We had many phone conversations during the year.  He still speaks with a trace of his Staten Island accent.  Like many people today, he had disconnected his home phone and only used a cellular phone. He did have a window washing business in New Port Richie when he lived there.  He now resides in Hernando County Florida where I sent one of my letters.  He had photos of his father and his uncle in their firefighter uniforms as well as his father's fire department ring.  He promised to mail me copies of the photos. He never did.  In September of 2016, while visiting my parents in Florida, my dad and I met him for lunch where he gave me the photos in person.  I finally had faces for George Preston Sullivan and Charles Trenchard Sullivan...and the pleasure of meeting my third cousin James T. Sullivan.

George Sullivan at Ladder Company 21 in Manhattan, late 1940's.  Courtesy of James T. Sullivan
George Preston (l) and Charles Trenchard (r) Sullivan.  1940's. From the private collection of James T. Sullivan

Left to Right:  James T. Sullivan, me and  Dad. Florida, September 2016

Thursday, October 13, 2016

Genealogical Journey: Timothy and Mary Sullivan

The exasperating part of this genealogical journey was knowing that records exist but not having access to them.  Contrary to popular belief, not everything is available online, free of charge.  Such was the case with some pre-1850 Catholic Church records in Ireland.  They were free, on microfilm, but located in Dublin.  So I was frustrated about not being able to "look in that box."  In essence, I was back where I started: stuck at the name of my great-great-grandfather, Denis Sullivan without being able to obtain a generation beyond him.  (Surprisingly, I had previously learned the names of his wife's parents from her death certificate.  Irish, maternal, pre-1850 names are harder to find as explained in the previous blog post titled Charles and Helena O'Regan.)  I could not definitively locate a death certificate for Denis.  According to the records at St. Peter's Cemetery in Staten Island, he is not buried in the plot along with his wife or son's family.  I am still at a loss as to when and where he died.  This all could have been solved long ago if only Denis' parents were listed on his marriage record in Ireland!  But it was left blank, just like his wife's.  Denis' brother Jeremiah's death certificate has also not been located. Cousin Ed has a theory that Denis is buried along with Jeremiah and his family. Exact location unknown but probably in St. Peter's Cemetery in Staten Island, NY.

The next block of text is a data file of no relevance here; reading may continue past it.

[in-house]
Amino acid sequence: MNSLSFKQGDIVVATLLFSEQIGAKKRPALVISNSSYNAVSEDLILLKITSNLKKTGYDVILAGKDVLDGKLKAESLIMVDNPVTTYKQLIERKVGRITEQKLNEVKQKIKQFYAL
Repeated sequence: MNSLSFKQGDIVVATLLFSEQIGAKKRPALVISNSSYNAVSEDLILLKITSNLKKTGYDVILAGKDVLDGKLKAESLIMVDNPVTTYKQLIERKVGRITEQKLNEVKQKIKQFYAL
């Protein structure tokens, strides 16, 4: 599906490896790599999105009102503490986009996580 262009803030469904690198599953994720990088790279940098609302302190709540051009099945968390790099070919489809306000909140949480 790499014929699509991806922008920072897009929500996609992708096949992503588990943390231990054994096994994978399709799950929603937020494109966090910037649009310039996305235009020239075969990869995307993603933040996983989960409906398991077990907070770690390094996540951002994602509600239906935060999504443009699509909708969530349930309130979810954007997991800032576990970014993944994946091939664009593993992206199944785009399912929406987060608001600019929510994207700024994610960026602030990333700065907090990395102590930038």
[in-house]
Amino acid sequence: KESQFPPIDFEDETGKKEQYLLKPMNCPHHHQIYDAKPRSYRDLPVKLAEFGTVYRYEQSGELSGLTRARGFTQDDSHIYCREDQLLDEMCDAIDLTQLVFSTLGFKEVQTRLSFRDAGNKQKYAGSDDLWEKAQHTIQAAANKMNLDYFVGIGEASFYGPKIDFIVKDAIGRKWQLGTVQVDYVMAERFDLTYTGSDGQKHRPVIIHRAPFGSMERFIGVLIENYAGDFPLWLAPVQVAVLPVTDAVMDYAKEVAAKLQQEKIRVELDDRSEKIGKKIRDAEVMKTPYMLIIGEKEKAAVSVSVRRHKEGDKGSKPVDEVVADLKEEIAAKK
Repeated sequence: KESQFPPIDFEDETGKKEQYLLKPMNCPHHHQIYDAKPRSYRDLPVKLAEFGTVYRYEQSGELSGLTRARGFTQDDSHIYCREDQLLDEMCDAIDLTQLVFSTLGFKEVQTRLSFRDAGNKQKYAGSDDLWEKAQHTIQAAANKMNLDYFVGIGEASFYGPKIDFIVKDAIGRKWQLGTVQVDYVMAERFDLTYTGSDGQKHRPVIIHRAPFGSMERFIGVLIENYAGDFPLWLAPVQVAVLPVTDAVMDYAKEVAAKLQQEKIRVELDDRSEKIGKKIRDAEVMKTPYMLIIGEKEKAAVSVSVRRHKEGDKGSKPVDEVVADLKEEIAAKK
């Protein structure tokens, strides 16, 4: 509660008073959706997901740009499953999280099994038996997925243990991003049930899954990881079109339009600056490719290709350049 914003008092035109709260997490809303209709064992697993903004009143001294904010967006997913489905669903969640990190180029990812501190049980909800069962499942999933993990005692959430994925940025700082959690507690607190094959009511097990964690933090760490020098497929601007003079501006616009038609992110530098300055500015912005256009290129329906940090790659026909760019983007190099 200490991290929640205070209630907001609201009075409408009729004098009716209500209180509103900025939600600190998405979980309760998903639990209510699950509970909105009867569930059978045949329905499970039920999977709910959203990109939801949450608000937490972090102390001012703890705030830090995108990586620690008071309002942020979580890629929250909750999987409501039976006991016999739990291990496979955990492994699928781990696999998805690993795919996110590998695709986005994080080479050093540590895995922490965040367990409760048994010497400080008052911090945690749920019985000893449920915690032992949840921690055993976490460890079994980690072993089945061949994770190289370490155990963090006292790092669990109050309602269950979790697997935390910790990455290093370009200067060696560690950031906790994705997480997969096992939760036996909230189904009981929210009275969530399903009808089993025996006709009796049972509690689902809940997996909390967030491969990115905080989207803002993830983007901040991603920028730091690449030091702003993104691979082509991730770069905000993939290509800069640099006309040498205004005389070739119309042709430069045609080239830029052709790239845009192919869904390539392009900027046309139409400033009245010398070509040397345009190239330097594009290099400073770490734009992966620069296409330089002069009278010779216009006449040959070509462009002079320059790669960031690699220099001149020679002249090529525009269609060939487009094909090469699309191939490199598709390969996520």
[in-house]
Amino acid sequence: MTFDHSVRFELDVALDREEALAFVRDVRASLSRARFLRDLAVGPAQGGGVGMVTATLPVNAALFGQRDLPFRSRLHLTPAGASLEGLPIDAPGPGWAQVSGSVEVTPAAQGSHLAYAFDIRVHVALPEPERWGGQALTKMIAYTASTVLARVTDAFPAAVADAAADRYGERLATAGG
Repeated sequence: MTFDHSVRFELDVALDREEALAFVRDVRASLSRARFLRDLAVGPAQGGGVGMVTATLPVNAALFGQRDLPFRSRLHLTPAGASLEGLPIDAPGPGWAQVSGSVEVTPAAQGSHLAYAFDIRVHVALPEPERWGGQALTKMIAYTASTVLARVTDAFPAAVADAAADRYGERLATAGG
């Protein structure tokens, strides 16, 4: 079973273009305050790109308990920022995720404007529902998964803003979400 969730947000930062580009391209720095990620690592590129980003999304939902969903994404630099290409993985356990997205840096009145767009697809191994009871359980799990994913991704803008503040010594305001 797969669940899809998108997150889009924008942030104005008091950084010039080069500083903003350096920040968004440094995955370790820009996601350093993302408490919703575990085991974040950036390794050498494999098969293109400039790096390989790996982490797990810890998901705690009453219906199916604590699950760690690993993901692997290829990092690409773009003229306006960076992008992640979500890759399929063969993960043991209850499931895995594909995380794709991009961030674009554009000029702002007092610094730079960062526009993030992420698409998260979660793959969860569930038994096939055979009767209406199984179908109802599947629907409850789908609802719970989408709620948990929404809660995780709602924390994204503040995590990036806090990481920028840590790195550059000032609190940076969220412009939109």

Then another genealogy miracle happened!  The Catholic Parish Registers of the National Library of Ireland were put online--for free.  I danced an Irish jig.  They were not indexed so I had hours of happiness in front of me.  My strategy was to look through baptismal records in the Parish of Schull East in County Cork, Ireland.  I knew that Denis and Jeremiah Sullivan were brothers. 

Cousin Dorothy's interview notes with Great Aunt Margaret where we deduce Jeremiah and Denis were brothers.